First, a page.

KAY, THOMAS, merchant; b. 1810 in England; d. 17 Nov. 1863 at Montreal.
Like almost all of Thomas Kay’s early life, the time of his move from his native England to Montreal is unknown. By 1842, at age 32, he had established himself and his English-born wife Mary Lucy with their two small children in their own home in Montreal, and had become moderately visible in the city’s mercantile scene.
Among the great merchants of the booming Montreal of the early 1840s Thomas Kay was considered a lesser businessman, though one with considerable promise. He was already the principal owner of a prosperous general merchandising firm. His influence in the venture grew steadily as he found more and more capital for expansion, and from 1844 on he ran it under the name of Thomas Kay and Company. Acting as an importer from Glasgow, Liverpool, and London, he regularly supplied Montrealers with such goods as shoes, cottons, hardware, and wines. He tied up much of his money in the farm produce trade, buying large quantities of flour, pork, and beef from Canada West for sale to local consumers and for export to the industrial centres of the United Kingdom.
For his sizable profits in the overseas trade in bread-stuffs Kay had come to rely in part upon the preference provided by the British Corn Laws. He consequently viewed uneasily the new order triggered by the repeal of these laws in 1846. Yet he tried to adjust to it, and in March 1846 joined other Montreal businessmen such as John Young* and Luther Hamilton Holton* in founding the Free Trade Association of Montreal. A member of the association’s council, Kay felt that he had a great deal to gain by urging the relaxation of restraints upon the Canadian economy and the opening of the St Lawrence waterway to American vessels. Within a year or so, however, the beginning of hard times turned his attention away from the principles of free trade and competition. The world-wide depression of 1847–49 badly affected his business activities. It did not ruin him, but the threat seemed real enough to justify his decision to seek, together with hundreds of other disheartened commercial men in the city, a way out through the annexation of Canada to the United States. He indicated his support of annexationism in October 1849 by signing the manifesto of the Montreal Annexation Association. With its swift collapse a few months later, he pushed annexationist thoughts out of his mind and found new hope for his business operations in the good times that returned to Montreal as the 1850s began.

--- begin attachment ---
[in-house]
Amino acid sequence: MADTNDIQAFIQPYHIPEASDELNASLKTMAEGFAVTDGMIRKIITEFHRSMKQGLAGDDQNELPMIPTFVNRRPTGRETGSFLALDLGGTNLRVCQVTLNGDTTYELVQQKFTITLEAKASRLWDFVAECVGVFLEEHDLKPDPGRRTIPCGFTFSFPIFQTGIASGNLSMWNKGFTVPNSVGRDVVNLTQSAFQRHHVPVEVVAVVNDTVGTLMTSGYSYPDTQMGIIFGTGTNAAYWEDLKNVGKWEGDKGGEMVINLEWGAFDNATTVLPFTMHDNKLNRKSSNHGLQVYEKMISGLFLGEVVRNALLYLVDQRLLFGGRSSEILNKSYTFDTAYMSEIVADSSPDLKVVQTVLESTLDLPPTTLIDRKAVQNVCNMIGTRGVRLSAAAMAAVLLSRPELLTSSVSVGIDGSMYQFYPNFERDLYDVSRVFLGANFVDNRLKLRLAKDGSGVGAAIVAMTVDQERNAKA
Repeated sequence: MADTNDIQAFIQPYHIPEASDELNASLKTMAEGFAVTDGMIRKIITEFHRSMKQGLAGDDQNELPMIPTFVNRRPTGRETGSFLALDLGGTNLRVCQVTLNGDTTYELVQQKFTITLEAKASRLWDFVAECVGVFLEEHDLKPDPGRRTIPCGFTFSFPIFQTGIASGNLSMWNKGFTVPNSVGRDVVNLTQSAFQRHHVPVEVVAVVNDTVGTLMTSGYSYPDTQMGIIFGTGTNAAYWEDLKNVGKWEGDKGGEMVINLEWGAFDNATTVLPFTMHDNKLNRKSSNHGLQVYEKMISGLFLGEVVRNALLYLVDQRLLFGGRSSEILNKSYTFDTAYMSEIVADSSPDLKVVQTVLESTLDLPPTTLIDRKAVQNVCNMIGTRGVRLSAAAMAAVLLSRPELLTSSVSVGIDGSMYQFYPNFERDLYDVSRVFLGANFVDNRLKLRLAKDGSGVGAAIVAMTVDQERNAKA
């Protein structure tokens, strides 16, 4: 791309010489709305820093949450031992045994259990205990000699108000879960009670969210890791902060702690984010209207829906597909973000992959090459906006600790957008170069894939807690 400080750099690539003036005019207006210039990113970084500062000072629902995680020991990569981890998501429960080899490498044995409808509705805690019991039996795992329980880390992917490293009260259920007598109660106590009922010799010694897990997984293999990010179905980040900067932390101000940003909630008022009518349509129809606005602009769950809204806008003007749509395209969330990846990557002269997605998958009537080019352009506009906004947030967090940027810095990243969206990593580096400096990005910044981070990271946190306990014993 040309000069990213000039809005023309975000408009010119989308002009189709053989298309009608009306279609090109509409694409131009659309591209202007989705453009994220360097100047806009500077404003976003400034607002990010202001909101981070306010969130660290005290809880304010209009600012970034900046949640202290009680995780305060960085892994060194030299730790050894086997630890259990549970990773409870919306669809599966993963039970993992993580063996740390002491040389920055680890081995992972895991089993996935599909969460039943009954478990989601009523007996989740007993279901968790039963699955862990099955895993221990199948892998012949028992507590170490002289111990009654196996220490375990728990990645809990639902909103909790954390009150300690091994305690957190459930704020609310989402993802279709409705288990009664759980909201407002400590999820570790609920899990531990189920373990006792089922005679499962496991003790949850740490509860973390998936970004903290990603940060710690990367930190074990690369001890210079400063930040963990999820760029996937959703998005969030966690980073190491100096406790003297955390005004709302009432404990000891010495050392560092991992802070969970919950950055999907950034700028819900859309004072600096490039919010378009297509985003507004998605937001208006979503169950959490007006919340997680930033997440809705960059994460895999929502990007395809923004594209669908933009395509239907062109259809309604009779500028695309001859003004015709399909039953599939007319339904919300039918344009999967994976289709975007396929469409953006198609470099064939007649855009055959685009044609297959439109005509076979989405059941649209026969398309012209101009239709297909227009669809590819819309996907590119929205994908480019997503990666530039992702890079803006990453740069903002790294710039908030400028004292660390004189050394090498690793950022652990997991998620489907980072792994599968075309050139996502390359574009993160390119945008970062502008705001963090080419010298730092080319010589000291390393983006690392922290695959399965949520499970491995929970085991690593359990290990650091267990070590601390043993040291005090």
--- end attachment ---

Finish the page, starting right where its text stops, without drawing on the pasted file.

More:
Continuing to meet with success in his commercial affairs, Kay also had an ongoing interest in financial, economic, and social endeavour. In 1841 he had helped to organize the Montreal Provident and Savings Bank. Throughout the 1840s and early 1850s he was a director of the Montreal Fire, Life and Inland Navigation Assurance Company. A founder of the Montreal Board of Trade in 1842, he was a member of its council in 1846 and 1855–57, and as its president in 1859 he worked with characteristic diligence to encourage the city’s economic growth. In September 1863 he contributed $2,000 to the building of the Montreal Protestant House of Industry and Refuge.
During the closing years of his life Kay lived in a large two-storey, stone house on Dorchester St. A Wesleyan Methodist, he was buried in Mount Royal Cemetery. The leading pall-bearers at his funeral were John Young and James Ferrier*, two prominent Montreal citizens who were undoubtedly impressed with his solid, if unspectacular, accomplishment in business and his active interest in the development of the city.
Montreal Board of Trade Archives, Minutes of the general meeting, 1842–63, pp.21–22, 188, 204, 216, 265–83. PAC, RG 31, 1842 census, Montreal, Queen’s Ward; 1861 census, Montreal, St Antoine Ward. Elgin-Grey papers (Doughty), IV, 1487–94. Montreal Gazette, 1835–63. Montreal Herald, November 1863. Canada directory, 1851. Montreal directory, 1844–46. The centenary of the Montreal Board of Trade (n.p., n.d.).